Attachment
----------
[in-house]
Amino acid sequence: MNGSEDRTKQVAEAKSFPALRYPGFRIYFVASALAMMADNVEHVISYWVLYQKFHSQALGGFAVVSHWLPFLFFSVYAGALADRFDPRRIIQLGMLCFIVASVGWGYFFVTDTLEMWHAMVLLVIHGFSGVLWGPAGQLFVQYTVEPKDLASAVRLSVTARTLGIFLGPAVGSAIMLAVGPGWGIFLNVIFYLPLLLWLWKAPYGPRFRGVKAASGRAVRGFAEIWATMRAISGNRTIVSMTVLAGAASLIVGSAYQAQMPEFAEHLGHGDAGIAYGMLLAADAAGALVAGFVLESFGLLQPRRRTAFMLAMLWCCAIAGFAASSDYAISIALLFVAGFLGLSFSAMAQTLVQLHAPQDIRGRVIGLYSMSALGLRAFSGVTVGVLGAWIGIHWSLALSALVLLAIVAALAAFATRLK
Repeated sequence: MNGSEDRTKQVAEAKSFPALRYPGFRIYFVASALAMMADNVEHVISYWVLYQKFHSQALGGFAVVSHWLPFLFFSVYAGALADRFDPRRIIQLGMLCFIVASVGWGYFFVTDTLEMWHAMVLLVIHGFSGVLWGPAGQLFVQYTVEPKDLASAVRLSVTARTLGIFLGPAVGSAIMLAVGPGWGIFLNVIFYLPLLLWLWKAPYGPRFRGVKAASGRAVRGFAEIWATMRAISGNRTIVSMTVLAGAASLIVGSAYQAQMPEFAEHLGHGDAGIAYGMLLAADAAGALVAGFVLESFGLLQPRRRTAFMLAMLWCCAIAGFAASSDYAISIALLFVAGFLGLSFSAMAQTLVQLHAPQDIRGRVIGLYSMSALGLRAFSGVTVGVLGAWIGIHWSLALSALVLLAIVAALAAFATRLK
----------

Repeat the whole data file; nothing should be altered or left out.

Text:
[in-house]
Amino acid sequence: MNGSEDRTKQVAEAKSFPALRYPGFRIYFVASALAMMADNVEHVISYWVLYQKFHSQALGGFAVVSHWLPFLFFSVYAGALADRFDPRRIIQLGMLCFIVASVGWGYFFVTDTLEMWHAMVLLVIHGFSGVLWGPAGQLFVQYTVEPKDLASAVRLSVTARTLGIFLGPAVGSAIMLAVGPGWGIFLNVIFYLPLLLWLWKAPYGPRFRGVKAASGRAVRGFAEIWATMRAISGNRTIVSMTVLAGAASLIVGSAYQAQMPEFAEHLGHGDAGIAYGMLLAADAAGALVAGFVLESFGLLQPRRRTAFMLAMLWCCAIAGFAASSDYAISIALLFVAGFLGLSFSAMAQTLVQLHAPQDIRGRVIGLYSMSALGLRAFSGVTVGVLGAWIGIHWSLALSALVLLAIVAALAAFATRLK
Repeated sequence: MNGSEDRTKQVAEAKSFPALRYPGFRIYFVASALAMMADNVEHVISYWVLYQKFHSQALGGFAVVSHWLPFLFFSVYAGALADRFDPRRIIQLGMLCFIVASVGWGYFFVTDTLEMWHAMVLLVIHGFSGVLWGPAGQLFVQYTVEPKDLASAVRLSVTARTLGIFLGPAVGSAIMLAVGPGWGIFLNVIFYLPLLLWLWKAPYGPRFRGVKAASGRAVRGFAEIWATMRAISGNRTIVSMTVLAGAASLIVGSAYQAQMPEFAEHLGHGDAGIAYGMLLAADAAGALVAGFVLESFGLLQPRRRTAFMLAMLWCCAIAGFAASSDYAISIALLFVAGFLGLSFSAMAQTLVQLHAPQDIRGRVIGLYSMSALGLRAFSGVTVGVLGAWIGIHWSLALSALVLLAIVAALAAFATRLK